Often I see very large single spreadsheets with several reports and side calculations all cluttered together on a single sheet which creates confusion, and leads to errors.
Therefore, as a general rule, separate each major function or display to a new worksheet in the workbook. Split your work into worksheets for Data Input, calculations and workings, reports and notes etc, assign each worksheet a relevant name (ie rename it from “Sheet 1″) and If I have a lot of similar worksheets such as 3-4 for data input I tend to colour code the tabs to group them well. If each worksheet contains one logical section, you can easily review the entire report or analysis. Wherever possible avoid hiding worksheets – that really can cause trouble if someone else has to use the sheet.
Additionally create a notes/instructions tab, and include a description of why each sheet exists and working instructions on how to use the workbook to produce the required reports.
4. Watch your Headings
Avoid using just numbers in header cell, also include alpha characters in header labels. You might think they’re harmless, but they can generate errors that are easy to miss. For instance, in a simple worksheet with the 2012, 2013, 2014, 2015 used as headers, Autosum will happily include your Header as one of the numbers to be added when sum-totaling the information below the headers – That’s a mistake you might not catch. The solution is simple: Always include alpha characters in header labels. In this case, you might use the headers FY 2013, or Financial Year 2014 or even just Year 2015.
5. Use Lots of Comments
Comments are a great way to attach information/instructions to a cell, given they remain unpublished limit comments to those that will assist users of the spreadsheet, not users of the final report.
If you find nearly every cell has a comment reconsider which of those are better moved to the notes and instructions sheets because they apply generally to the process or workbook and which comments relate to specific cells.
6. Use line graphs to uncover unusual results
You can quickly and easily use a line graph to display outliers in a series of numbers. Chart formatting doesn’t matter. Chart placement doesn’t matter. What does matter is that outliers – unusually large or small numbers – stand out from the crowd. If there are no apparent issues simply delete the chart.
- Click the Chart Wizard button in your toolbar, or choose Insert Chart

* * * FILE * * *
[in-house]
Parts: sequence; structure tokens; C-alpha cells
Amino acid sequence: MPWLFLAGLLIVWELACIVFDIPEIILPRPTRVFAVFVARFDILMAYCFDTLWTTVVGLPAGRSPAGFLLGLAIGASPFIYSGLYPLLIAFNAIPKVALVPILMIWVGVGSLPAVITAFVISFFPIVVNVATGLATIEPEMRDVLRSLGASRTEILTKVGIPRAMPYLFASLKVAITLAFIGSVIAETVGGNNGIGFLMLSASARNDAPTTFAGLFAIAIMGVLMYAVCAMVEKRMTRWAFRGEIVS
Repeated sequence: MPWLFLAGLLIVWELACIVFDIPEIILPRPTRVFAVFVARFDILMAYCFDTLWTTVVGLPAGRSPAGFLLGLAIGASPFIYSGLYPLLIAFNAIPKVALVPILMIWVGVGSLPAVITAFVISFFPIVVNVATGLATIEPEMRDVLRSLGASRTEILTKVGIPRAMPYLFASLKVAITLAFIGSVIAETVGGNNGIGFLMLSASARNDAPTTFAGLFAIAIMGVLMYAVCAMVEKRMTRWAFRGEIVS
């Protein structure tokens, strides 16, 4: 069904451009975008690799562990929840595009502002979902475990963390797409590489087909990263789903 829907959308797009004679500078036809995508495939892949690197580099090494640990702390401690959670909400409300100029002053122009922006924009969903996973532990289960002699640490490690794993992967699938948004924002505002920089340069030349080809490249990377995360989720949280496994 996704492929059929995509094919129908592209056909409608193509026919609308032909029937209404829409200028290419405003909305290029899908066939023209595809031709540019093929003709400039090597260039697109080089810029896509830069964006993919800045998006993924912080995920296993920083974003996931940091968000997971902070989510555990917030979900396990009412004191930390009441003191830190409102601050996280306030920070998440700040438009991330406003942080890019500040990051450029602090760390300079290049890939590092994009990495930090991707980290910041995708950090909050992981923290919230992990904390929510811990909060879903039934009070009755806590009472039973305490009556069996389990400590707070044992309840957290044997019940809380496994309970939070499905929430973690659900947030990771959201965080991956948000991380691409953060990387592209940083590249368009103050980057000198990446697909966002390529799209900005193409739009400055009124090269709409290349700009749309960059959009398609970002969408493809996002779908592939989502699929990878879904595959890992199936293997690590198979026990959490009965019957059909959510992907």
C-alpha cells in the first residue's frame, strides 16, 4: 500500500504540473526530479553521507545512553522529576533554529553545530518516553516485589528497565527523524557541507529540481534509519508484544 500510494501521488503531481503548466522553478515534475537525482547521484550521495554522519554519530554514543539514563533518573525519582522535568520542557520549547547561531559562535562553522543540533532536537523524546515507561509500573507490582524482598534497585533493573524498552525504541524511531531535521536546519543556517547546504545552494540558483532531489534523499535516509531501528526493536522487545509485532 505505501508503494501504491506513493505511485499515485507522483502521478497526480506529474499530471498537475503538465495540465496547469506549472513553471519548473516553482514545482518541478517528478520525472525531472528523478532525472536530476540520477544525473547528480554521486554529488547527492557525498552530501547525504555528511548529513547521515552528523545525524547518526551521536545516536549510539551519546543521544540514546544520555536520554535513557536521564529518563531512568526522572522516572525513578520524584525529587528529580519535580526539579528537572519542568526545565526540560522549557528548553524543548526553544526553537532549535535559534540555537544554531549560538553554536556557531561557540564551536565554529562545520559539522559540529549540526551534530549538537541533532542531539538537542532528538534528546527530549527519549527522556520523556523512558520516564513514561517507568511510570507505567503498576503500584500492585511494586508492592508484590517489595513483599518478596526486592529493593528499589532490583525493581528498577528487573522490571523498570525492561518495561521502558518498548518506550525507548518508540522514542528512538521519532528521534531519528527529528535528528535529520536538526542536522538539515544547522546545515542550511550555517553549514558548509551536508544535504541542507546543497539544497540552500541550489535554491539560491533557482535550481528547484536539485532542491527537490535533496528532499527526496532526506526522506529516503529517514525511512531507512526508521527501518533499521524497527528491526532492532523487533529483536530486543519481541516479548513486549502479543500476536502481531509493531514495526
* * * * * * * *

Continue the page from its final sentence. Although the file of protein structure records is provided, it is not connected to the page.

- Click the Line chart type
- Click Finish, accepting all defaults
7. Save Versions
Save new versions as you progress, recording major changes on a History Worksheet/Tab with the date and details of the iterations.
8. Check Your Work (this is two steps)
This sounds so obvious, but it is amazing how often I see a sheet that hasn’t been looked at by the person who prepared it.
I don’t mean boringly going over your work line by line… these two approaches will help overall:
- Do a “Reasonability” Check – Add an entire worksheet/tab for checking Error – eg do all tables add up to the same thing across as down? This is a great way to keep things in order and can be used in conjunction with, or independently from, “checksum” totals.
- Check your results with an ultimate truth – Generally the data in your spreadsheet comes from one or two sources – always monitor the spreadsheet to see if it diverges from these original “truths”.
e.g. if sales have been decreasing then most likely revenue should also be trending downwards, if it has taken a sharp hike upwards then go to the sales department and uncover any back-story (yes you may have to actually speak to someone outside
of accounts). That way you can make sure your reports are an accurate reflection of what is happening in the field.
Finally, once you think your sheet is finished; loop back and find at least one error – then look for some others…. Here’s to hoping that you found them all, but probably you didn’t.
Credit where credit is due
– this article is a mash-up of information available all over the internet, but here are a few good resources:
* http://a4accounting.com.au/ (Neale Blackwood, also has an excellent book – Advanced Excel Reporting by Wiley Press – that I use frequently)
What tips do you use to improve the accuracy of your spreadsheets?
(share in the comments at the bottom of the page so everyone benefits)